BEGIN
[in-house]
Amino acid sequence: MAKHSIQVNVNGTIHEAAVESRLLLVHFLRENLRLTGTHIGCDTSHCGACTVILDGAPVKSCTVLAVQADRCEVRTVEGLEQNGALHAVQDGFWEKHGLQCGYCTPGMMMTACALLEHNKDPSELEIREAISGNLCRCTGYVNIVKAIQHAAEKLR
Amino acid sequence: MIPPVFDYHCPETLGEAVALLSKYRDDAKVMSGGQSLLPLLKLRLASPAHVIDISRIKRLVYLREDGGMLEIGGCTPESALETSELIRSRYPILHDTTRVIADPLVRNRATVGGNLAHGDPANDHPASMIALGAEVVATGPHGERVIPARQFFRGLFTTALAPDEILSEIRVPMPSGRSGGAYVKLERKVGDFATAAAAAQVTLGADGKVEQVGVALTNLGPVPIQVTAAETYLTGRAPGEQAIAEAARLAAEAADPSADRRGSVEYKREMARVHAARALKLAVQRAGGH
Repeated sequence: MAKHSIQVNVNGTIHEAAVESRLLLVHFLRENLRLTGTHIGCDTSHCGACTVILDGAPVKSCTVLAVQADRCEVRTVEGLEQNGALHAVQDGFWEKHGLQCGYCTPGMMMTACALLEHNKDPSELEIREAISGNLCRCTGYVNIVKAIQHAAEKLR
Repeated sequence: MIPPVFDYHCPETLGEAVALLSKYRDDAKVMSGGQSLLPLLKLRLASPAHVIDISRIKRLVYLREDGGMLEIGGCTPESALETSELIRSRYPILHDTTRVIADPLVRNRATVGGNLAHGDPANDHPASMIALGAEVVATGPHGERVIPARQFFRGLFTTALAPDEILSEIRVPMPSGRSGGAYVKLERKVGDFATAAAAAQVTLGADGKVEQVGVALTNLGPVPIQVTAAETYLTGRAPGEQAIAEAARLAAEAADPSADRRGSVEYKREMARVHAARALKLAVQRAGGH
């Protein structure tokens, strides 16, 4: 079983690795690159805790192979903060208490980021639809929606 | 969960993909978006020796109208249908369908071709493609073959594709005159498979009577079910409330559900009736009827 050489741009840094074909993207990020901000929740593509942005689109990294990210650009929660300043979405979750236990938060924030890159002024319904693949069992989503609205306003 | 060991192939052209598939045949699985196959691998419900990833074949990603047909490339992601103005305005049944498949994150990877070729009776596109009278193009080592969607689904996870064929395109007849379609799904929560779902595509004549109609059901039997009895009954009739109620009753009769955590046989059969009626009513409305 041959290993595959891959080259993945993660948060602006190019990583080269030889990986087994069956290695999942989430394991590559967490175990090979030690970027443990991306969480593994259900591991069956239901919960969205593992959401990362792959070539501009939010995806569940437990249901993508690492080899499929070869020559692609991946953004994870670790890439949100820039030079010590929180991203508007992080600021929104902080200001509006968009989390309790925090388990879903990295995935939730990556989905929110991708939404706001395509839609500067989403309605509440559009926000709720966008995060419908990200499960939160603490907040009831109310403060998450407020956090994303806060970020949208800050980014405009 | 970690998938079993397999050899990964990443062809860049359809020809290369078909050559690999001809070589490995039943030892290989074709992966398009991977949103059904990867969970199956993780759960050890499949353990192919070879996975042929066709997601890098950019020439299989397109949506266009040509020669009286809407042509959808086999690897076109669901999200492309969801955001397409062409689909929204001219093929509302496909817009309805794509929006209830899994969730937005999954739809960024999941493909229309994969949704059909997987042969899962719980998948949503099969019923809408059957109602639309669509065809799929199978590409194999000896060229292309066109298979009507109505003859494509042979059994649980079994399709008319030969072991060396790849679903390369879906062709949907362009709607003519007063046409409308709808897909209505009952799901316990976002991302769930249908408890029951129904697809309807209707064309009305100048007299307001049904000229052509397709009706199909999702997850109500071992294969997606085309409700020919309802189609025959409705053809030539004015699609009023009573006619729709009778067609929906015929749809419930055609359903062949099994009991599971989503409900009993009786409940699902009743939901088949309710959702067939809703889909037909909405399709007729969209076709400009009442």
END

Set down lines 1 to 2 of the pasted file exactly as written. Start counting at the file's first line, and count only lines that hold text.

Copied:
[in-house]
Amino acid sequence: MAKHSIQVNVNGTIHEAAVESRLLLVHFLRENLRLTGTHIGCDTSHCGACTVILDGAPVKSCTVLAVQADRCEVRTVEGLEQNGALHAVQDGFWEKHGLQCGYCTPGMMMTACALLEHNKDPSELEIREAISGNLCRCTGYVNIVKAIQHAAEKLR